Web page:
Don’t be a Target!

Target credit card breach a drop in the ocean compared to small business data loss

By Ron Culler, CTO, Secure Designs Inc.

Retail giant Target had a rough holiday season in 2013. Payment details from up to 40 million credit cards used in Target stores were stolen, and the media had a field day reporting and analyzing this massive breach of their network.


While the Target breach is a massive, single event, it’s far smaller than the cumulative total of the millions and millions of records that are lost or stolen every day from hundreds of thousands of unsuspecting and unprepared small businesses.


People carry less cash and use far fewer checks than they do debit or credit cards, and almost every retail business, no matter how small, now wants and needs to handle electronic transactions. But with that comes a responsibility to protect customers’ personal and financial data. If your business benefits from credit and debit cards, you have no business not securing those transactions.


It may sound complicated, but there are some simple actions every small business can take to lay the foundations of security. What’s more, they don't have to cost much more than your monthly coffee budget. Just as you protect your office building with an alarm system and security services, protect your customers’ privacy with a managed firewall system. Here’s how:


  1. Install a real, physical firewall between your computers or point of sale machines and the Internet. A simple router from the local big box store is not enough. You need a purpose-built firewall that employs advanced threat management services that can block known attack types as well as malware from getting in or in or out. These are surprisingly affordable – and cheaper than a data breach.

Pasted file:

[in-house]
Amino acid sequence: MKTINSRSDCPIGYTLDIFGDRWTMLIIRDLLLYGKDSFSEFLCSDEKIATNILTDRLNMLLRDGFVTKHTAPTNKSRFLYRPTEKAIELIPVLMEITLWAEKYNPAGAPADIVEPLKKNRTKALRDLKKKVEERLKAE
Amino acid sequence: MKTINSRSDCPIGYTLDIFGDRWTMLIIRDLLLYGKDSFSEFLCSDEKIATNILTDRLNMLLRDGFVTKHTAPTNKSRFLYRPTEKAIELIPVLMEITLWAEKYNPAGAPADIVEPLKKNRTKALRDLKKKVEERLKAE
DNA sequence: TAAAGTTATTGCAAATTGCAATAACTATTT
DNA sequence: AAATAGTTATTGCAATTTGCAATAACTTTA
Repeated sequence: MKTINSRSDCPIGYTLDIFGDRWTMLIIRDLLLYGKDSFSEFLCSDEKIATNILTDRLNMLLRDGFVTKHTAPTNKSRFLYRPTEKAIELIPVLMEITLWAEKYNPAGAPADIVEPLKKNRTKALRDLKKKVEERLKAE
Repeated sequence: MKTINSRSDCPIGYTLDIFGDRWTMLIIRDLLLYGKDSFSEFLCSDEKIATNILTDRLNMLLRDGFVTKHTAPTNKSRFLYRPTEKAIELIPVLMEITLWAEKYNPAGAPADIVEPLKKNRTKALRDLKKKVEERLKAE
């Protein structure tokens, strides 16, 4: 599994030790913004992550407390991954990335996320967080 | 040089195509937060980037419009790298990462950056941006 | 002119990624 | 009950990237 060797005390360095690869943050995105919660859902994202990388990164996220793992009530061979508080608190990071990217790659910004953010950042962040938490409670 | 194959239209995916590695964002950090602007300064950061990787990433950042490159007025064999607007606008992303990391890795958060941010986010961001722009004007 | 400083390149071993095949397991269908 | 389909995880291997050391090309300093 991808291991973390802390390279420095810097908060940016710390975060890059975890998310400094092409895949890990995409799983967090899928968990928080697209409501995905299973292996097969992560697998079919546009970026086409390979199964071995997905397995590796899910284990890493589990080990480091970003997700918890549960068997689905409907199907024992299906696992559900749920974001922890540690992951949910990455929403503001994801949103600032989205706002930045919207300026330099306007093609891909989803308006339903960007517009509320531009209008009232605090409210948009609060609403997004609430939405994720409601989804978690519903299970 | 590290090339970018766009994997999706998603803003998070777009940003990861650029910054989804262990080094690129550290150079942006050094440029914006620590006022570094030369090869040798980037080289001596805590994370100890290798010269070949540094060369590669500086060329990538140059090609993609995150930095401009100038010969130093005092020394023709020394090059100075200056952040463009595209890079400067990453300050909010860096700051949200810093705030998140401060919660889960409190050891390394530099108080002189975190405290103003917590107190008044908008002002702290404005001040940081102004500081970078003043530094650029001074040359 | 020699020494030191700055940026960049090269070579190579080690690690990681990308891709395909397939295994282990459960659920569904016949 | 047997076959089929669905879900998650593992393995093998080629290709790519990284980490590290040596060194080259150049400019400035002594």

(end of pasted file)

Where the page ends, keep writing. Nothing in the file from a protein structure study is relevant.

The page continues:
2. Make sure the firewall comes with an update subscription service so that it is constantly re-tuned to protect against new threats

  3. Call in experts to configure the firewall - internet security is complex and it’s their job to understand it - and monitor it 24 hours a day. Managed security services experts will do this for a small monthly fee.

  4. Ask the network security experts to run a security audit to make sure you are doing all you should. Many security vulnerabilities are behavioral rather than technical (e.g. system passwords posted on a monitor or point of sale terminal, not logging off a system before going to lunch) and cost nothing but some staff training time to fix.

  5. Lobby for more legislative help. Tell your Senators and Congressmen that it’s time to put National Data Breach and Privacy legislation in place. Small businesses as well as retail giants need a central, nationwide source to create and promulgate regulations and advice on what to do if a data breach happens – not the current piecemeal system of checking state by state to see if a law exists and, if it does, what the local laws are. If your customers buy from you but live in another state, you need to adhere to their laws as well as those in play in your own state.


Being the boss of your business means taking care of your customers’ invisible assets. You need to take ownership of security, just as you would health and safety, hygiene or other business essentials. That doesn’t mean you have to do it all yourself – call in the IT security experts and breathe easier at night, because your small business won’t be the one leaking customer information to the cybercriminals.